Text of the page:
Posted on 14 June 2020
Dr Bob Phillips, from the University of York, is leading the push to roll out the programme in the UK.
The Low-risk Febrile Neutropenia Programme, which was developed by researchers in York and Australia, identifies when young cancer patients with a fever can be treated and supported at home.
Children undergoing cancer treatment face an increased risk of developing febrile neutropenia, a fever with low numbers of a white blood cells which are important in fighting infections. Febrile neutropenia may require hospital admission for antibiotics, but the international collaboration is working to manage suitable cases at home.
Dr Phillips, from the University of York’s Centre for Reviews and Dissemination said: “It is early days, but the simple and robust system is already popular with families who have trialled it in Leeds, London, and Newcastle.
“Of the 32 children who have presented with febrile neutropenia at Leeds Teaching Hospital so far, nine have gone home with support and an antibiotic treatment plan within a day, compared to a usual minimum hospital stay of three days. Families have embraced the development.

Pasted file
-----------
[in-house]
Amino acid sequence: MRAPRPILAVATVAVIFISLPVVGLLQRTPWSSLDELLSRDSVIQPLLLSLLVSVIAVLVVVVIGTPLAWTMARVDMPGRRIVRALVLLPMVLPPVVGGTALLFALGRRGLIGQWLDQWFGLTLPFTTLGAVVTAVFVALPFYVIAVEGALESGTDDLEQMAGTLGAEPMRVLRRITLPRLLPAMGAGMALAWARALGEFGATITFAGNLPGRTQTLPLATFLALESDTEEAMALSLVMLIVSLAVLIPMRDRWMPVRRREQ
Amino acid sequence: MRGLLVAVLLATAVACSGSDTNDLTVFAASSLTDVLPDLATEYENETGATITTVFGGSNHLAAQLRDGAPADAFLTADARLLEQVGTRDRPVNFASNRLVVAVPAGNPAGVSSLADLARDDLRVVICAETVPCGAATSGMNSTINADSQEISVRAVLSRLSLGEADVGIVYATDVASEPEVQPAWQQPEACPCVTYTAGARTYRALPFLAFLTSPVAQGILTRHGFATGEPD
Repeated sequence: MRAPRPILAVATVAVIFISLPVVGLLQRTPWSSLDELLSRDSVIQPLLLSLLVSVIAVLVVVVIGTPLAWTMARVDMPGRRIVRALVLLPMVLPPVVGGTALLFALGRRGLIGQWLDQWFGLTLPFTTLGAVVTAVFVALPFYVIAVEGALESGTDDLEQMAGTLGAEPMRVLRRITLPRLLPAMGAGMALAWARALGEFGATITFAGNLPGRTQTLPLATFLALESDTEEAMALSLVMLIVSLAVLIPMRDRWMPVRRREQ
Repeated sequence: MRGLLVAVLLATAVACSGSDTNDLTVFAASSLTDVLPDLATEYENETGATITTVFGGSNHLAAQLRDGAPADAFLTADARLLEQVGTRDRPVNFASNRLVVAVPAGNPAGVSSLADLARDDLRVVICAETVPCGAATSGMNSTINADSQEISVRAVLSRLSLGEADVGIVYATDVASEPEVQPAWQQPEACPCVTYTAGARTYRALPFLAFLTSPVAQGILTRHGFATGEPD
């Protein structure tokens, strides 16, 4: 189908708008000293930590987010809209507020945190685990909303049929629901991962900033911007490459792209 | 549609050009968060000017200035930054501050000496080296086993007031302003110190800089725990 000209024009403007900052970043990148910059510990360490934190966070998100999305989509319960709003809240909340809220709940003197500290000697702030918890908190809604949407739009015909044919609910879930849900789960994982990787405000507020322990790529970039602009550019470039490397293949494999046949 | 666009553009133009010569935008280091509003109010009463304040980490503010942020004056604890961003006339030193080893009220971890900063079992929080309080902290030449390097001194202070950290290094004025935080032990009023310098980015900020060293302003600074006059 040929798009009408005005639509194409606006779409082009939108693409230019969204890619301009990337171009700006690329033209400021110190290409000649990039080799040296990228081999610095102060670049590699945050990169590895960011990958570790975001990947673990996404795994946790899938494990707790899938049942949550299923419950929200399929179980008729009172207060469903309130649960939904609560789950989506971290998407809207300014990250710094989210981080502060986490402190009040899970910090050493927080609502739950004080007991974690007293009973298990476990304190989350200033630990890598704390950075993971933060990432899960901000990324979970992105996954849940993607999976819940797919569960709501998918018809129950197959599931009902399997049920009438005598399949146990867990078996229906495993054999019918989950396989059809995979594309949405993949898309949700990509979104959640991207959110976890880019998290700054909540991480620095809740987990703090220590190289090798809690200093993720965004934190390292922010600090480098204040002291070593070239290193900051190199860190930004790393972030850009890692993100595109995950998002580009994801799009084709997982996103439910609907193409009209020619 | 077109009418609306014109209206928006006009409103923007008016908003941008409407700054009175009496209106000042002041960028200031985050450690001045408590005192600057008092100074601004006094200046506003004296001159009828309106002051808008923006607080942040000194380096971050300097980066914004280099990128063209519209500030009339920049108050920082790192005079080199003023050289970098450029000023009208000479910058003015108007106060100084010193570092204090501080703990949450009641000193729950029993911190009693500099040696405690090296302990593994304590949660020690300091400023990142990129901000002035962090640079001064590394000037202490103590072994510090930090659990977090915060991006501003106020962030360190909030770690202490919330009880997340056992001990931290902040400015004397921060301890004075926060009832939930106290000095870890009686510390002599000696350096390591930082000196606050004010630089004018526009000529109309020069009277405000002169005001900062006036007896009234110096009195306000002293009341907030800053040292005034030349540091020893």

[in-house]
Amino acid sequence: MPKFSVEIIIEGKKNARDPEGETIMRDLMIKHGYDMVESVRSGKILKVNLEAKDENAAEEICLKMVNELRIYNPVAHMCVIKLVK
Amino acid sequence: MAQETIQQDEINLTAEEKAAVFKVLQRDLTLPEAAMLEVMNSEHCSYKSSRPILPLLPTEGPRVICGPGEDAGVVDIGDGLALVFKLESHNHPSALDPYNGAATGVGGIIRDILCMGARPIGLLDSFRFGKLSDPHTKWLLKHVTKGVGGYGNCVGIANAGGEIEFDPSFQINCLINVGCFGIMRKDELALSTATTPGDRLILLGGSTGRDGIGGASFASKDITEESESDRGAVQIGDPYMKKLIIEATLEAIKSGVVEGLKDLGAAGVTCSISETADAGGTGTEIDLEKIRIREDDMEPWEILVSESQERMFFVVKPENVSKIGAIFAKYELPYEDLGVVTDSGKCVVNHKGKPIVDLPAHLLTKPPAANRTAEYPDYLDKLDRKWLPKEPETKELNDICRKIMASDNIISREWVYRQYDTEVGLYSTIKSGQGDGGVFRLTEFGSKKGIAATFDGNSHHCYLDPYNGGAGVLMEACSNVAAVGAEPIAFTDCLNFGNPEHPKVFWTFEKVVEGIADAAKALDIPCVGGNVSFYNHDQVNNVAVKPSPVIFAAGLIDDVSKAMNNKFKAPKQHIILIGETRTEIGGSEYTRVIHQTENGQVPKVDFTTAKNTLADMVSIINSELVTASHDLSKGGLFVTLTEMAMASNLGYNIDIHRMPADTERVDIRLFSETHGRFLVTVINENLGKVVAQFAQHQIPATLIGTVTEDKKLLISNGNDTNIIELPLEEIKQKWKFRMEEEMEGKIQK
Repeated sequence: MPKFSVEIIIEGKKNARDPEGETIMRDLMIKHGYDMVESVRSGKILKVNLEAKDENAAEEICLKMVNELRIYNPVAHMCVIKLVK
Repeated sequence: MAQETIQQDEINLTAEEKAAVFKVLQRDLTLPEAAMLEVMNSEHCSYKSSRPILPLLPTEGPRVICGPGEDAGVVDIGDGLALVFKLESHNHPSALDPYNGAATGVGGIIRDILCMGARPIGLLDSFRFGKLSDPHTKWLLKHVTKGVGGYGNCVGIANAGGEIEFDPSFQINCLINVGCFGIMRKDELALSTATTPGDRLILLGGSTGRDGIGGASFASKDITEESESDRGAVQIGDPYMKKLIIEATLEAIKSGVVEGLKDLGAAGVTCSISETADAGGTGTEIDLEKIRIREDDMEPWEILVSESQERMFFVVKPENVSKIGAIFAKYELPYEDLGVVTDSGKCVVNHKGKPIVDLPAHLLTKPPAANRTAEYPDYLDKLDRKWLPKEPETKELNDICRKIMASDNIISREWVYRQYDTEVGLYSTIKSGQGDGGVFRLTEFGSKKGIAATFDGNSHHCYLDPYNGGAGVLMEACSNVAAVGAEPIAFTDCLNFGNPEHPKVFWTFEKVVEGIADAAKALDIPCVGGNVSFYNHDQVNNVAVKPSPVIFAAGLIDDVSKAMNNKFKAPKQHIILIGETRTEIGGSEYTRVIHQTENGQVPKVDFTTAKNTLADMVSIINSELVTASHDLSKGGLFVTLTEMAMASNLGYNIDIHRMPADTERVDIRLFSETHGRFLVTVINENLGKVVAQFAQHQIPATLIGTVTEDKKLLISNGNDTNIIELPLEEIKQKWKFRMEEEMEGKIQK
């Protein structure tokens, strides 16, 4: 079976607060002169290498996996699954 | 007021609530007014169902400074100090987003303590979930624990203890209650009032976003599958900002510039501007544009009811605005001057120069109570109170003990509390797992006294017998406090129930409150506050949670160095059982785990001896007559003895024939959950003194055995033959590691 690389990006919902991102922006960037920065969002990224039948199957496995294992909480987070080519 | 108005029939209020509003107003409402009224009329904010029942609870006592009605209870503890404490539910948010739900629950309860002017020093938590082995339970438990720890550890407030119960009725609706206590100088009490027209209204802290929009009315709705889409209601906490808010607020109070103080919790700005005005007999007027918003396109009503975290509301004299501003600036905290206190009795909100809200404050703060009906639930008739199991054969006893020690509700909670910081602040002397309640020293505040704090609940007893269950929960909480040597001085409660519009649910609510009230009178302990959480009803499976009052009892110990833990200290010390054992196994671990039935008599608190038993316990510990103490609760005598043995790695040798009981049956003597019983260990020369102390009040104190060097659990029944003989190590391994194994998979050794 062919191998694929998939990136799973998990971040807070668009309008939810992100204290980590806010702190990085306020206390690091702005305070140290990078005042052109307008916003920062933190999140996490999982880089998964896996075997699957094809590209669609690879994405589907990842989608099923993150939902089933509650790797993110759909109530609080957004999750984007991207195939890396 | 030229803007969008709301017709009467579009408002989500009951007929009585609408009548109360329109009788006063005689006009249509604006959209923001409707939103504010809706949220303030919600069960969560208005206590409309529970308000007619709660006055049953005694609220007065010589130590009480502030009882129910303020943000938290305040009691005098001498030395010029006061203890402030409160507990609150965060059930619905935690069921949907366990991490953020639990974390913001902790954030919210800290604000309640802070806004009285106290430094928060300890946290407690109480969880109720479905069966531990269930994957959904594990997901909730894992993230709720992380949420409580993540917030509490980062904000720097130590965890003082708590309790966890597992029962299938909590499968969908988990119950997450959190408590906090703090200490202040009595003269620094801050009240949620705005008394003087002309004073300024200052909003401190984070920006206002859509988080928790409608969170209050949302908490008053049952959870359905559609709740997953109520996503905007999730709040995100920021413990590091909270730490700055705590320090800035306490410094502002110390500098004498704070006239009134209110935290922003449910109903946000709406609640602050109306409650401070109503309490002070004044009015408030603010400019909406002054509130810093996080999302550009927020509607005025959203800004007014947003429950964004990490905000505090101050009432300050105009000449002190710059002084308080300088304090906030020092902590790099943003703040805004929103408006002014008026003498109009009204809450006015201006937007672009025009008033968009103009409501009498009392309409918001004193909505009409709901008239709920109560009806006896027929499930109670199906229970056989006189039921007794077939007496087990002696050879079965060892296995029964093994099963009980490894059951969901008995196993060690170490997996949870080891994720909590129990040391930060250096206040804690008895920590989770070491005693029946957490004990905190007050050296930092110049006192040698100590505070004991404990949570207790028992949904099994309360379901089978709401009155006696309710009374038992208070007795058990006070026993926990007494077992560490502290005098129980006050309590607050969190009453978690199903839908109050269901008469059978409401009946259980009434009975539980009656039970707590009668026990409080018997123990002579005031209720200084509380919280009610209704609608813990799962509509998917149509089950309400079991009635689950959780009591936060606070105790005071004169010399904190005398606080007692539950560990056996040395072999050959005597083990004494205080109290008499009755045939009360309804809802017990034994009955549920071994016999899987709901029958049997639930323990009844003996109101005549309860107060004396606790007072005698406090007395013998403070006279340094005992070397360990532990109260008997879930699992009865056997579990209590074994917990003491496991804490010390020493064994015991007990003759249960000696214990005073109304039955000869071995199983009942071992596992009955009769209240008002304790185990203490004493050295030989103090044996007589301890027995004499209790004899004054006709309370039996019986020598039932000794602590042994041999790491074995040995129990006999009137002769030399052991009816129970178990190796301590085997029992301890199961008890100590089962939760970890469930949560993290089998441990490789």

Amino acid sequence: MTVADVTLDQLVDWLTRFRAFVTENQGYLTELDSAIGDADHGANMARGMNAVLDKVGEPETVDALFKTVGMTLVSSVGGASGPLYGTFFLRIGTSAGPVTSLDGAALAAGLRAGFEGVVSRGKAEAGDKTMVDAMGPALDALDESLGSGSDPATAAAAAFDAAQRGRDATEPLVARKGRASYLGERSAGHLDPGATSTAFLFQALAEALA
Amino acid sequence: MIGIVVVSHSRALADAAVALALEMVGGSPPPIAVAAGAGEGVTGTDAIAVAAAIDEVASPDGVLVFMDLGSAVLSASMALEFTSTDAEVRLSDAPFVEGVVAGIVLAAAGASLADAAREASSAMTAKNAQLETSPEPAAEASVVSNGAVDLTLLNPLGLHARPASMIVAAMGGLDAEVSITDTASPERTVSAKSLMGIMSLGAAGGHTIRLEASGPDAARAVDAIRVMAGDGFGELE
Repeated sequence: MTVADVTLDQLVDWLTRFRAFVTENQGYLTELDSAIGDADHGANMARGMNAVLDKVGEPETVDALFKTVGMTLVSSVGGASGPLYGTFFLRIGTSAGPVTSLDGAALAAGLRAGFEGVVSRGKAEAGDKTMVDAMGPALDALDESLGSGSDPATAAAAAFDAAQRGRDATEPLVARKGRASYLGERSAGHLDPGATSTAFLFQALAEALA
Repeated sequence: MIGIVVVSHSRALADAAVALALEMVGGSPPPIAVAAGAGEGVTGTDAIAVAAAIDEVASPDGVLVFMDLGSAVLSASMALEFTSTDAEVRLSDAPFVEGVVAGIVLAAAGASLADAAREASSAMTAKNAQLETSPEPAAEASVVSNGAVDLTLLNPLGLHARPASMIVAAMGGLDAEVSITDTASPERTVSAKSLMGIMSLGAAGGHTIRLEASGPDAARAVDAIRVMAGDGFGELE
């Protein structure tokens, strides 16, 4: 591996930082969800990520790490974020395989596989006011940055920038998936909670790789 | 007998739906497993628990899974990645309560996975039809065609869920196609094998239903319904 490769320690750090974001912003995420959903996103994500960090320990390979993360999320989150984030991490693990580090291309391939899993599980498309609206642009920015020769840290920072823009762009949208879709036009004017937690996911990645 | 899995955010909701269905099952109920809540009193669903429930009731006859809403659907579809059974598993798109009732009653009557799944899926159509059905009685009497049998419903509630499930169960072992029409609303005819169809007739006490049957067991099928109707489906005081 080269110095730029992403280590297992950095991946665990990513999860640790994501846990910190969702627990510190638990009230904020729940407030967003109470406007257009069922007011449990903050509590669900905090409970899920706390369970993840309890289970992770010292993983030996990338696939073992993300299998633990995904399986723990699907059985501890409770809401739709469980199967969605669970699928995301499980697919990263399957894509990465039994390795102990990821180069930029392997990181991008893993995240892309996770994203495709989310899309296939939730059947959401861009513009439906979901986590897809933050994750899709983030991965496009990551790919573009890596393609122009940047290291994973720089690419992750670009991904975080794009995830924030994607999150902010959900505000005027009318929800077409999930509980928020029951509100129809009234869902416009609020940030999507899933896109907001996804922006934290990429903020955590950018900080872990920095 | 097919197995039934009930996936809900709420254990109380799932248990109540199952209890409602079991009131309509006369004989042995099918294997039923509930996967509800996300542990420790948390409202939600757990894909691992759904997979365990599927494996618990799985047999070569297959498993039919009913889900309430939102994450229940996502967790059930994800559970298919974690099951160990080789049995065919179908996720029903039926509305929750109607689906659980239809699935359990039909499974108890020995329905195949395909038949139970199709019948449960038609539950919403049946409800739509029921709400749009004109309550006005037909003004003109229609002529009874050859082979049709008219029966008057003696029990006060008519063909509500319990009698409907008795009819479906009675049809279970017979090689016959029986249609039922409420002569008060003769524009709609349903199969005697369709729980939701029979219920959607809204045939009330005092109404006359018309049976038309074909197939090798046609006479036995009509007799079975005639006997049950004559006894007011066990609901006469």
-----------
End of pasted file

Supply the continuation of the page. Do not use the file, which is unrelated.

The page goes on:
“They absolutely want to get out of hospital quicker. It means that we don’t do unnecessary tests on kids and just annoy them, and they actually do better at home.
“It’s been wonderful to have the direct support of paediatric cancer researcher, Dr Haeusler and the Australian teams in implementing this program in the UK. Without her input we’d be struggling to make this work. The more we show it works across different hospitals in different countries, the more robust it is because it’s experiencing variation and being effective.”
The system, called AUS-rule (Australia-UK – Switzerland), led to the programme being created and was formulated by Australia’s PICNICC (Predicting Infectious Complications of Neutropenic sepsis In Children with Cancer), the Swiss Paediatric Oncology Group (SPOG) and the University of York PICNICC project led by Dr Bob Phillips
The AUS-rule helps doctors decide which children with febrile neutropenia are suitable for home management using antibiotics and temperature monitoring. It considers platelet and white cell counts and chemotherapy intensity.
Dr Haeusler said: "Until now we couldn’t differentiate between the lower risk and the higher risk kids – we’ve treated them all the same. AUS-rule allows lower risk kids to be treated in the comfort of their own home.”
The study was funded by a National Health and Medical Research Council Grant
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